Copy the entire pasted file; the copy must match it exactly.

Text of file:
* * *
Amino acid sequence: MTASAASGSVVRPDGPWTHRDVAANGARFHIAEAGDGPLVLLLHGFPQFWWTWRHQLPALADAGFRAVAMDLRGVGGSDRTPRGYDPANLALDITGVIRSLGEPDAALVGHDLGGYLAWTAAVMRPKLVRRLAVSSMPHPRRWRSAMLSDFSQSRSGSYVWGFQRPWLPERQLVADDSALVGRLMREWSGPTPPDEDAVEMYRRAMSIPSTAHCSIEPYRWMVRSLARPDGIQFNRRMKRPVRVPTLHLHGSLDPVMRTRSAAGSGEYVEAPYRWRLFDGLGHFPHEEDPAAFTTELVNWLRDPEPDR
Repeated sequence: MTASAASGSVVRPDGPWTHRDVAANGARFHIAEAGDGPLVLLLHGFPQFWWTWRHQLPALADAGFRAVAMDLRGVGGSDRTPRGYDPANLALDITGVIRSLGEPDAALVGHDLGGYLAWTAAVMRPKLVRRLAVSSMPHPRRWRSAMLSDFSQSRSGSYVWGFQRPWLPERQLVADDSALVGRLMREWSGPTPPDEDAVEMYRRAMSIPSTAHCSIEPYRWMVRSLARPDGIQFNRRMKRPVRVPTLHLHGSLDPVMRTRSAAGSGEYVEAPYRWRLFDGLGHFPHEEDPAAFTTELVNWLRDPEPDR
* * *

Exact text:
Amino acid sequence: MTASAASGSVVRPDGPWTHRDVAANGARFHIAEAGDGPLVLLLHGFPQFWWTWRHQLPALADAGFRAVAMDLRGVGGSDRTPRGYDPANLALDITGVIRSLGEPDAALVGHDLGGYLAWTAAVMRPKLVRRLAVSSMPHPRRWRSAMLSDFSQSRSGSYVWGFQRPWLPERQLVADDSALVGRLMREWSGPTPPDEDAVEMYRRAMSIPSTAHCSIEPYRWMVRSLARPDGIQFNRRMKRPVRVPTLHLHGSLDPVMRTRSAAGSGEYVEAPYRWRLFDGLGHFPHEEDPAAFTTELVNWLRDPEPDR
Repeated sequence: MTASAASGSVVRPDGPWTHRDVAANGARFHIAEAGDGPLVLLLHGFPQFWWTWRHQLPALADAGFRAVAMDLRGVGGSDRTPRGYDPANLALDITGVIRSLGEPDAALVGHDLGGYLAWTAAVMRPKLVRRLAVSSMPHPRRWRSAMLSDFSQSRSGSYVWGFQRPWLPERQLVADDSALVGRLMREWSGPTPPDEDAVEMYRRAMSIPSTAHCSIEPYRWMVRSLARPDGIQFNRRMKRPVRVPTLHLHGSLDPVMRTRSAAGSGEYVEAPYRWRLFDGLGHFPHEEDPAAFTTELVNWLRDPEPDR